Camping it up · crafty · Kids · The COVID files

Day 500: Wait, what?

It has apparently been five hundred days since the first COVID shutdown began in Toronto. Whoa. That’s a long time.

I remember last June, chatting on the phone with a friend and commenting that since we figured that school would be a bit of a write-off this year, we were going to homeschool our kids. Her response was incredulous:

“You really think we’re still going to be dealing with this in September?”

Yup. We were. And we still are. Crazy, huh?


I packed a camp bag for E: she starts full-day camp tomorrow. It made me realize how much stuff we’re missing because we’re homeschooling. Things like a lunch bag, a backpack big enough for a two towels and said lunch bag, and a… mask lanyard? What the heck is a mask lanyard? I wondered.

A Google search later, I realized I had this lanyard thing under control. I went downstairs to the Makery and found a length of yellow grosgrain ribbon in one bin, then grabbed a few plastic snaps and set to work with the snap pliers. Three minutes later, I had a lanyard. Ah, the magic of the Makery.

Image description: A yellow and green striped ribbon with yellow snaps on each end.

My brother and his two kids are in town right now, so we’ve had a few sleepovers for the kids and their cousins. Today there were six kids running around my house and I have to say that my niece and nephew fit right in: she attached herself to one of the hammock chairs and announced, “I’m a chyrsalis!” in her adorable five-year-old voice, and he went down to the Makery and came back upstairs with a piece of upholstery foam and a plan to make his own squishy toy shaped like a Minecraft sword.

Smart, cute, and they know what the Makery is for. We must be related.

Camping it up · Kids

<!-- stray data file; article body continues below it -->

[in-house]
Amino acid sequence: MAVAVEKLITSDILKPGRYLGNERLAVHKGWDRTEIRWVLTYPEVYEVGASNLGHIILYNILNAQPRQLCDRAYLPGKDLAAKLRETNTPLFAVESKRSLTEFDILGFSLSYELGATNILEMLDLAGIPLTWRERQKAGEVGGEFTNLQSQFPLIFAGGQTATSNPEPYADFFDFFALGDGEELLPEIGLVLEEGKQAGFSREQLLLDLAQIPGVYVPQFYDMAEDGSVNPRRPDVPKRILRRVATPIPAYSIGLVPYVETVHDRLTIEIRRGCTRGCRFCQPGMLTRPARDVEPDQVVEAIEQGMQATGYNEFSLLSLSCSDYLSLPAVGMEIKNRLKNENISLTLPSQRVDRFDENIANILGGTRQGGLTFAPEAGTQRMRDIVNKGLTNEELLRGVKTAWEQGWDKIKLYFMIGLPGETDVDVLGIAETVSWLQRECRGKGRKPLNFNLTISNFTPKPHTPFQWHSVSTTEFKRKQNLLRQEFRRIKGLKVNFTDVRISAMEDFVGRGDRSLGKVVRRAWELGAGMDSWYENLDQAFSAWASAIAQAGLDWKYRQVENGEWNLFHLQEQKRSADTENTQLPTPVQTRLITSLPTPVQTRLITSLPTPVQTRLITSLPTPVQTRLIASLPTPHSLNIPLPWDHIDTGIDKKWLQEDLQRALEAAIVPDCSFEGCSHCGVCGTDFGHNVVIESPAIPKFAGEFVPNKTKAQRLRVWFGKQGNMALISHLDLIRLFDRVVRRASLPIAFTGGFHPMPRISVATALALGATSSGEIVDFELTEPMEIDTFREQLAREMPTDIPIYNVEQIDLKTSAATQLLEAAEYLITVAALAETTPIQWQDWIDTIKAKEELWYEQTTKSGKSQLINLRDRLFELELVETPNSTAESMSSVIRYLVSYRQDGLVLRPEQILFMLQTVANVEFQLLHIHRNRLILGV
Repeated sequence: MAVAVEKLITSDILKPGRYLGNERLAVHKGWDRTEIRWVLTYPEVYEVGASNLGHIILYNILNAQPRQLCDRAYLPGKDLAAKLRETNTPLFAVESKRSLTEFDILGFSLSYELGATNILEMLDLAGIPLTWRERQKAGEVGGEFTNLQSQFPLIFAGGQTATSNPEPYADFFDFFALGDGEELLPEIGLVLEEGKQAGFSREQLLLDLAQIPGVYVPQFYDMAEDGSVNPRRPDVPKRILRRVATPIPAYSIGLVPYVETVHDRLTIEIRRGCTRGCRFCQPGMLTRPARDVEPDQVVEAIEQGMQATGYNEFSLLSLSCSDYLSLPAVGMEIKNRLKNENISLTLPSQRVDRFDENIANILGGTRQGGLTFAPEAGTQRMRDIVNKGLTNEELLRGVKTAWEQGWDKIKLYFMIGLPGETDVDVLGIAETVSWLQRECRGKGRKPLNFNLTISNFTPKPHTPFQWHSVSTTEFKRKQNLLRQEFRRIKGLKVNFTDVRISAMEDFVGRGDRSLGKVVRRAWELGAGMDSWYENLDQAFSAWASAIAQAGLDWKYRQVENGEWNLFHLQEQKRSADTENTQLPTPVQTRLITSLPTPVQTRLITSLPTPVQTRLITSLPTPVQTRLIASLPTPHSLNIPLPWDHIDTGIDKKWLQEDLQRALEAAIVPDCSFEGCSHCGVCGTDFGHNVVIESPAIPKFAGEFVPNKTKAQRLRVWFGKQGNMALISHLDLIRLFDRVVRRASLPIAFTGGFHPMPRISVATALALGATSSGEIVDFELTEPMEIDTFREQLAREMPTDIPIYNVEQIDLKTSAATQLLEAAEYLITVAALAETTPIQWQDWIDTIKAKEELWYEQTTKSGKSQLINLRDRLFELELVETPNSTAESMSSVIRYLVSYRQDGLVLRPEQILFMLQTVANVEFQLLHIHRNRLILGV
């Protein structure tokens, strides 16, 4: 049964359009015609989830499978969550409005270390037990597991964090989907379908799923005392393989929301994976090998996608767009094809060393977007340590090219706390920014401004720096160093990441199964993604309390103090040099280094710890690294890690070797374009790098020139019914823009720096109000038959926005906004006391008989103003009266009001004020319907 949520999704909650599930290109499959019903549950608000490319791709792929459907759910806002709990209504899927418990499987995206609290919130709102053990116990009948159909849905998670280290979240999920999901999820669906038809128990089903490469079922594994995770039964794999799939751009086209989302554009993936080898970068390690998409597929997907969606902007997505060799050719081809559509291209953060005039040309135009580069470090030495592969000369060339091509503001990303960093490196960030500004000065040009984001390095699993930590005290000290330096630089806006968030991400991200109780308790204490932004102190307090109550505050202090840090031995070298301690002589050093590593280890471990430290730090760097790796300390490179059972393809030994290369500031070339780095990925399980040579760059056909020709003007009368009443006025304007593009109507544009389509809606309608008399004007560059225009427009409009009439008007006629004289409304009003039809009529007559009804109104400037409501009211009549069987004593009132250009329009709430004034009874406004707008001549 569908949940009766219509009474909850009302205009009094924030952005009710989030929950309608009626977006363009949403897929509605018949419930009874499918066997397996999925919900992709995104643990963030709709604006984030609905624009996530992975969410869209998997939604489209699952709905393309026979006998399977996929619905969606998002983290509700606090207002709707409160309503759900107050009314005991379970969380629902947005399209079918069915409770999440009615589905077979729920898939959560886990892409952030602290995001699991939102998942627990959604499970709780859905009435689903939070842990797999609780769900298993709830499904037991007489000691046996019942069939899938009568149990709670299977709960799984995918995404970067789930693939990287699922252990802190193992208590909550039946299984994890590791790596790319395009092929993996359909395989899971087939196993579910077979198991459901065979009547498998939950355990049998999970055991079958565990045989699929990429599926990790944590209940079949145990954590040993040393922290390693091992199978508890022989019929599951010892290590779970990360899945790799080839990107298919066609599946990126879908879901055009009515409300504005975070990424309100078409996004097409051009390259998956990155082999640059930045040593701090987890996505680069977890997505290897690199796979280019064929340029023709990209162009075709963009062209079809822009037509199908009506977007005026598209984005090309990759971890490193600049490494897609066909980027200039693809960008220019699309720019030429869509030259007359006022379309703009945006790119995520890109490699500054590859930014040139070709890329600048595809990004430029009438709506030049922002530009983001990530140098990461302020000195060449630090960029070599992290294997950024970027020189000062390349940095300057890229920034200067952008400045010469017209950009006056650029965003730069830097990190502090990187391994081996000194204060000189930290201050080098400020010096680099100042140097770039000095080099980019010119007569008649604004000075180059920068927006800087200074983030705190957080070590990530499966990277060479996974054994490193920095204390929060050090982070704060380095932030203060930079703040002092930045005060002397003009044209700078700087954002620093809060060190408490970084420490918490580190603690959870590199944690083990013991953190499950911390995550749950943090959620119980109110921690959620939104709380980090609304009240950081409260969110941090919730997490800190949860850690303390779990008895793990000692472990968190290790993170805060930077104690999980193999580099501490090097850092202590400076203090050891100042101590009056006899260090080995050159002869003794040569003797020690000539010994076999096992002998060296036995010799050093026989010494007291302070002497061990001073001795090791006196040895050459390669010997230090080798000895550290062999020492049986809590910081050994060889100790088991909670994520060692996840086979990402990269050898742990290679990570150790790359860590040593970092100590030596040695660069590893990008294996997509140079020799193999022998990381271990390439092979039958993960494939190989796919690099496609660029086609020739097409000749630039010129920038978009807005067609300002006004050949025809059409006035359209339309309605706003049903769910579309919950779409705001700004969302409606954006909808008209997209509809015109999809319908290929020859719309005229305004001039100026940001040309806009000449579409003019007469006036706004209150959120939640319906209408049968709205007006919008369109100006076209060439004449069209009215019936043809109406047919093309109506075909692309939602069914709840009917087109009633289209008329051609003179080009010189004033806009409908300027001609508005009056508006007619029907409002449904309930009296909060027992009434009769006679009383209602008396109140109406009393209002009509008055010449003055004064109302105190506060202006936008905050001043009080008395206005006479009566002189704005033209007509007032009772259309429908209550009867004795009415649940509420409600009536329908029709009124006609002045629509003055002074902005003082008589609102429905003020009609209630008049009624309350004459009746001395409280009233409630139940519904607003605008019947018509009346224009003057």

Day 499: They’re Baaack…

Three hours later than expected, the buses finally pulled into the parking lot.

The kids talked over each other all the way home, telling one story after another. It’s 10:25 and R and K don’t feel tired at all, so they’re sitting down here still talking about camp.

I’m ending here because I want to listen to more camp stories. I’ll be back tomorrow night.

DIY · Keepin' it real · Kids

Day 498: The Window Seat

I did it. It took way too many hours, but I did it.

Of course, the library is still a disaster zone, littered with bits of foam and batting; the floor is a safety hazard (as I learned when I stepped backwards to take a photo and impaled my heel on the pointy ends of plastic snap covers.) But it’s just me and Mr. December here tonight and tomorrow morning, so no innocent bystanders will be harmed before I clean it up tomorrow.


The three big kids come home from camp tomorrow. I’ve gotten used to the quiet; I hope I haven’t lost my ability to tune out the noise of four kids plus their friends.

Mr. December and I got in a date tonight. We walked out to an Italian restaurant nearby and, over Caprese salad and gnocchi, talked about our travels this fall. We also strategized about how to handle my inevitable seasonal depression in January and February: we could travel to someplace warm and sunny, Mr. December could take over more of the teaching time (I don’t see how, with a full-time job on top of homeschool, but it was gallant of him to offer,) or I could pre-plan a whole bunch of field trips that force me to get out of the house and allow the kids to learn from someone else for a change. In the end it doesn’t really matter which solution we choose—what really makes a difference is having a partner who’s also a teammate, ready to outwit and outplan my seasonal depression alongside me. I am so lucky.

diet recovery · DIY · family fun · Kids

Day 496: How she sees me.

E and I stopped by my parents’ place to take care of the pool in their absence. By “take care of the pool” I mean “dip the test strip, look at the reference chart, try to figure out which bottle of stuff I should be using to fix whatever’s wrong, and then dump in a few kilograms of whatever it is I think the pool needs.” It feels like I should be a bit more scientific about it, but my way is working so far.

(Although yesterday and three days ago I dumped in, like, twelve kilos of salt and today when we swam I was floating more easily than usual and a scrape on my arm was burning, so that might have been a bit much. Oops. It’s still not as salty as the ocean.)

We decided that before adding the Alkalinity Increaser that the pool apparently needed, we’d take a short swim. At first I figured only E would swim while I watched her, so I said, “Oh, don’t bother with your bathing suit. Just jump in naked. It’s only the two of us here.”